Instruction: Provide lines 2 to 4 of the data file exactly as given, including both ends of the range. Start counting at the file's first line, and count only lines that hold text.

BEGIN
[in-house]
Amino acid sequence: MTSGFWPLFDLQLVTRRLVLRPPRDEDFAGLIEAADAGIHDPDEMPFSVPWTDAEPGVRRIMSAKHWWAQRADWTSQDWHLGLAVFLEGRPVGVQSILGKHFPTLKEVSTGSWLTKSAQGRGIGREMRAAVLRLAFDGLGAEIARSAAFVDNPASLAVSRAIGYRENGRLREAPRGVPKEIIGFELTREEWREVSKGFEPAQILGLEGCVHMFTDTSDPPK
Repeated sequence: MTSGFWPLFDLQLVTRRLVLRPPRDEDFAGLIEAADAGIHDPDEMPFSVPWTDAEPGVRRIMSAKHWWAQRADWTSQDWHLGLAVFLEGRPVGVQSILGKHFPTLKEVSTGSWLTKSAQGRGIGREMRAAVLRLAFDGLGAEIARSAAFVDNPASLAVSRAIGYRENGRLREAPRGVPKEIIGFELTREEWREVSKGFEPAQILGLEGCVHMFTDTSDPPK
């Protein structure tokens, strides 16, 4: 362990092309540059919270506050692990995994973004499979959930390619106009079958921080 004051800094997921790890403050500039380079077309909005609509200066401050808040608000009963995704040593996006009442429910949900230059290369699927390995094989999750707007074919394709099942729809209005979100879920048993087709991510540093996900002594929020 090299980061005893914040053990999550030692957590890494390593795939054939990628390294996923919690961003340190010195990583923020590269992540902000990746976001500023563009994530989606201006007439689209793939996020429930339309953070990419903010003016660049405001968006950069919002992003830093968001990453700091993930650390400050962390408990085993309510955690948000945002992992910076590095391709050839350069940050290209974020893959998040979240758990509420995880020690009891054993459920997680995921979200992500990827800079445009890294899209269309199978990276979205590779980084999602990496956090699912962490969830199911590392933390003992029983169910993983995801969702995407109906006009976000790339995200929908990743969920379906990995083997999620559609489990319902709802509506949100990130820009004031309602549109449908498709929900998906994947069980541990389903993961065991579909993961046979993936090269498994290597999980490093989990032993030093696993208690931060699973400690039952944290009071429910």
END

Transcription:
Amino acid sequence: MTSGFWPLFDLQLVTRRLVLRPPRDEDFAGLIEAADAGIHDPDEMPFSVPWTDAEPGVRRIMSAKHWWAQRADWTSQDWHLGLAVFLEGRPVGVQSILGKHFPTLKEVSTGSWLTKSAQGRGIGREMRAAVLRLAFDGLGAEIARSAAFVDNPASLAVSRAIGYRENGRLREAPRGVPKEIIGFELTREEWREVSKGFEPAQILGLEGCVHMFTDTSDPPK
Repeated sequence: MTSGFWPLFDLQLVTRRLVLRPPRDEDFAGLIEAADAGIHDPDEMPFSVPWTDAEPGVRRIMSAKHWWAQRADWTSQDWHLGLAVFLEGRPVGVQSILGKHFPTLKEVSTGSWLTKSAQGRGIGREMRAAVLRLAFDGLGAEIARSAAFVDNPASLAVSRAIGYRENGRLREAPRGVPKEIIGFELTREEWREVSKGFEPAQILGLEGCVHMFTDTSDPPK
């Protein structure tokens, strides 16, 4: 362990092309540059919270506050692990995994973004499979959930390619106009079958921080 004051800094997921790890403050500039380079077309909005609509200066401050808040608000009963995704040593996006009442429910949900230059290369699927390995094989999750707007074919394709099942729809209005979100879920048993087709991510540093996900002594929020 090299980061005893914040053990999550030692957590890494390593795939054939990628390294996923919690961003340190010195990583923020590269992540902000990746976001500023563009994530989606201006007439689209793939996020429930339309953070990419903010003016660049405001968006950069919002992003830093968001990453700091993930650390400050962390408990085993309510955690948000945002992992910076590095391709050839350069940050290209974020893959998040979240758990509420995880020690009891054993459920997680995921979200992500990827800079445009890294899209269309199978990276979205590779980084999602990496956090699912962490969830199911590392933390003992029983169910993983995801969702995407109906006009976000790339995200929908990743969920379906990995083997999620559609489990319902709802509506949100990130820009004031309602549109449908498709929900998906994947069980541990389903993961065991579909993961046979993936090269498994290597999980490093989990032993030093696993208690931060699973400690039952944290009071429910």